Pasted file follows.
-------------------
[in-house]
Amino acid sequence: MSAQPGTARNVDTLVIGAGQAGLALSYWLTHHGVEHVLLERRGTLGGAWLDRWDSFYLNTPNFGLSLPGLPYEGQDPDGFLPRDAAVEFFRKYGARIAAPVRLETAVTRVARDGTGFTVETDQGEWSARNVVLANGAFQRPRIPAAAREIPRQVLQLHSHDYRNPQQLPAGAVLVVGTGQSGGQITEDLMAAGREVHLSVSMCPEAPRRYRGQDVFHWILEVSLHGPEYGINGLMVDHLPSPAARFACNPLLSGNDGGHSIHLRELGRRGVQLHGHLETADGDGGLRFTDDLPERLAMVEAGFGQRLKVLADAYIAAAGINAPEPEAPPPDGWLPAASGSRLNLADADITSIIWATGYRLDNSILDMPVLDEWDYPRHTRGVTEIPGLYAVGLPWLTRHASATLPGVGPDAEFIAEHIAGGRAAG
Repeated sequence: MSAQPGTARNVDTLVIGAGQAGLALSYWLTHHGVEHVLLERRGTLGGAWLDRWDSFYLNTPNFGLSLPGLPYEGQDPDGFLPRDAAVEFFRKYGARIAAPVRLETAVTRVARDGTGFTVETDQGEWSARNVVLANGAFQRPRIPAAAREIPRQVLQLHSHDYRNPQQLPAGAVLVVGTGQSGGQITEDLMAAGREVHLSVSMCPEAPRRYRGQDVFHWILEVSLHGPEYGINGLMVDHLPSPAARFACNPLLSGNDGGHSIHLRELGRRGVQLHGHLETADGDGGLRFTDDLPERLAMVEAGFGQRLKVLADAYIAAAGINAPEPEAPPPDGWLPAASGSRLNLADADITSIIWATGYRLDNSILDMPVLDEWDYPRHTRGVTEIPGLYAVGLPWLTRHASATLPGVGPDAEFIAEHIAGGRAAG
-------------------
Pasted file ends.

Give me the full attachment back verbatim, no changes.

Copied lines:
[in-house]
Amino acid sequence: MSAQPGTARNVDTLVIGAGQAGLALSYWLTHHGVEHVLLERRGTLGGAWLDRWDSFYLNTPNFGLSLPGLPYEGQDPDGFLPRDAAVEFFRKYGARIAAPVRLETAVTRVARDGTGFTVETDQGEWSARNVVLANGAFQRPRIPAAAREIPRQVLQLHSHDYRNPQQLPAGAVLVVGTGQSGGQITEDLMAAGREVHLSVSMCPEAPRRYRGQDVFHWILEVSLHGPEYGINGLMVDHLPSPAARFACNPLLSGNDGGHSIHLRELGRRGVQLHGHLETADGDGGLRFTDDLPERLAMVEAGFGQRLKVLADAYIAAAGINAPEPEAPPPDGWLPAASGSRLNLADADITSIIWATGYRLDNSILDMPVLDEWDYPRHTRGVTEIPGLYAVGLPWLTRHASATLPGVGPDAEFIAEHIAGGRAAG
Repeated sequence: MSAQPGTARNVDTLVIGAGQAGLALSYWLTHHGVEHVLLERRGTLGGAWLDRWDSFYLNTPNFGLSLPGLPYEGQDPDGFLPRDAAVEFFRKYGARIAAPVRLETAVTRVARDGTGFTVETDQGEWSARNVVLANGAFQRPRIPAAAREIPRQVLQLHSHDYRNPQQLPAGAVLVVGTGQSGGQITEDLMAAGREVHLSVSMCPEAPRRYRGQDVFHWILEVSLHGPEYGINGLMVDHLPSPAARFACNPLLSGNDGGHSIHLRELGRRGVQLHGHLETADGDGGLRFTDDLPERLAMVEAGFGQRLKVLADAYIAAAGINAPEPEAPPPDGWLPAASGSRLNLADADITSIIWATGYRLDNSILDMPVLDEWDYPRHTRGVTEIPGLYAVGLPWLTRHASATLPGVGPDAEFIAEHIAGGRAAG